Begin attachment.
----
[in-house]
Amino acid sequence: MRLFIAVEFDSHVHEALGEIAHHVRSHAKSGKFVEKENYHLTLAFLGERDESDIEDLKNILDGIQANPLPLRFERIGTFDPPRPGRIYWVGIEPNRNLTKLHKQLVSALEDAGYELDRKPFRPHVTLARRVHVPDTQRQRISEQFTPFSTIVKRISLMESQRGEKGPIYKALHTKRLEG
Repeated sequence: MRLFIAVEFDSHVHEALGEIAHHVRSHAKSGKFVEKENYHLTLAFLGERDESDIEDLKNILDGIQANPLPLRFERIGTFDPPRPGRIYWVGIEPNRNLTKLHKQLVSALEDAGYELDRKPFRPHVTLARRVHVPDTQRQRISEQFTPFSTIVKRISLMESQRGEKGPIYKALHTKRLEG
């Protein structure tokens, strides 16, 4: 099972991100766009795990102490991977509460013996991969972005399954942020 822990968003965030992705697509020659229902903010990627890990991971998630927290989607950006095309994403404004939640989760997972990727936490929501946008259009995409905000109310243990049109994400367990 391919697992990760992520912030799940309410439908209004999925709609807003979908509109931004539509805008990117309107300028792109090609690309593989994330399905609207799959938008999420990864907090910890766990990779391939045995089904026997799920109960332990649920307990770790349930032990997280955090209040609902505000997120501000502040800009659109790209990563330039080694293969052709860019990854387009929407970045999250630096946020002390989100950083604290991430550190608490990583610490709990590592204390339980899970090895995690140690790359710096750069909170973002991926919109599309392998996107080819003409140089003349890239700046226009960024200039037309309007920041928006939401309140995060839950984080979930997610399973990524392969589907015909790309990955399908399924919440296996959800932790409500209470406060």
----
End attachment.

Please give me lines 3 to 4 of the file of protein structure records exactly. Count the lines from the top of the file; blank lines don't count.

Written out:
Repeated sequence: MRLFIAVEFDSHVHEALGEIAHHVRSHAKSGKFVEKENYHLTLAFLGERDESDIEDLKNILDGIQANPLPLRFERIGTFDPPRPGRIYWVGIEPNRNLTKLHKQLVSALEDAGYELDRKPFRPHVTLARRVHVPDTQRQRISEQFTPFSTIVKRISLMESQRGEKGPIYKALHTKRLEG
């Protein structure tokens, strides 16, 4: 099972991100766009795990102490991977509460013996991969972005399954942020 822990968003965030992705697509020659229902903010990627890990991971998630927290989607950006095309994403404004939640989760997972990727936490929501946008259009995409905000109310243990049109994400367990 391919697992990760992520912030799940309410439908209004999925709609807003979908509109931004539509805008990117309107300028792109090609690309593989994330399905609207799959938008999420990864907090910890766990990779391939045995089904026997799920109960332990649920307990770790349930032990997280955090209040609902505000997120501000502040800009659109790209990563330039080694293969052709860019990854387009929407970045999250630096946020002390989100950083604290991430550190608490990583610490709990590592204390339980899970090895995690140690790359710096750069909170973002991926919109599309392998996107080819003409140089003349890239700046226009960024200039037309309007920041928006939401309140995060839950984080979930997610399973990524392969589907015909790309990955399908399924919440296996959800932790409500209470406060």